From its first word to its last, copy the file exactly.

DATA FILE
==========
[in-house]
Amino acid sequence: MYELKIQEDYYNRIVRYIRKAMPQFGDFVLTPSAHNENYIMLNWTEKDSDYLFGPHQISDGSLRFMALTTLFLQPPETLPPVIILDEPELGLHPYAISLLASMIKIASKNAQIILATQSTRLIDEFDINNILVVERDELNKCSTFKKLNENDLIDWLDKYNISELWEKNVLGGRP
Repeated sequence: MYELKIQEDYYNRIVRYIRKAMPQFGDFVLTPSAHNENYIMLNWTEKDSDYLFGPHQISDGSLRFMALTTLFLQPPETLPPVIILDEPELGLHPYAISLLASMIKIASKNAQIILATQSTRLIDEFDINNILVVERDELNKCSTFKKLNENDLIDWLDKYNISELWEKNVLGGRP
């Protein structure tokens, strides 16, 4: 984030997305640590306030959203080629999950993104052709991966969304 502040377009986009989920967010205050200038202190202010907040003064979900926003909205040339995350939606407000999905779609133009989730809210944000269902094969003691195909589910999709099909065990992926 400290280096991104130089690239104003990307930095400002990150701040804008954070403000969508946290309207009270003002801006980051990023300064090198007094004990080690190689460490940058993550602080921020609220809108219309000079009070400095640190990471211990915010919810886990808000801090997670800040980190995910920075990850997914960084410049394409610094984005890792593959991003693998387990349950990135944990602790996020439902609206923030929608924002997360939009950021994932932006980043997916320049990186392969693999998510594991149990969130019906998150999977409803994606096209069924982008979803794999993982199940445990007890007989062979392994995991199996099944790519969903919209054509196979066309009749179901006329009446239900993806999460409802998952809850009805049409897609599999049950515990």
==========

[in-house]
Amino acid sequence: MYELKIQEDYYNRIVRYIRKAMPQFGDFVLTPSAHNENYIMLNWTEKDSDYLFGPHQISDGSLRFMALTTLFLQPPETLPPVIILDEPELGLHPYAISLLASMIKIASKNAQIILATQSTRLIDEFDINNILVVERDELNKCSTFKKLNENDLIDWLDKYNISELWEKNVLGGRP
Repeated sequence: MYELKIQEDYYNRIVRYIRKAMPQFGDFVLTPSAHNENYIMLNWTEKDSDYLFGPHQISDGSLRFMALTTLFLQPPETLPPVIILDEPELGLHPYAISLLASMIKIASKNAQIILATQSTRLIDEFDINNILVVERDELNKCSTFKKLNENDLIDWLDKYNISELWEKNVLGGRP
């Protein structure tokens, strides 16, 4: 984030997305640590306030959203080629999950993104052709991966969304 502040377009986009989920967010205050200038202190202010907040003064979900926003909205040339995350939606407000999905779609133009989730809210944000269902094969003691195909589910999709099909065990992926 400290280096991104130089690239104003990307930095400002990150701040804008954070403000969508946290309207009270003002801006980051990023300064090198007094004990080690190689460490940058993550602080921020609220809108219309000079009070400095640190990471211990915010919810886990808000801090997670800040980190995910920075990850997914960084410049394409610094984005890792593959991003693998387990349950990135944990602790996020439902609206923030929608924002997360939009950021994932932006980043997916320049990186392969693999998510594991149990969130019906998150999977409803994606096209069924982008979803794999993982199940445990007890007989062979392994995991199996099944790519969903919209054509196979066309009749179901006329009446239900993806999460409802998952809850009805049409897609599999049950515990």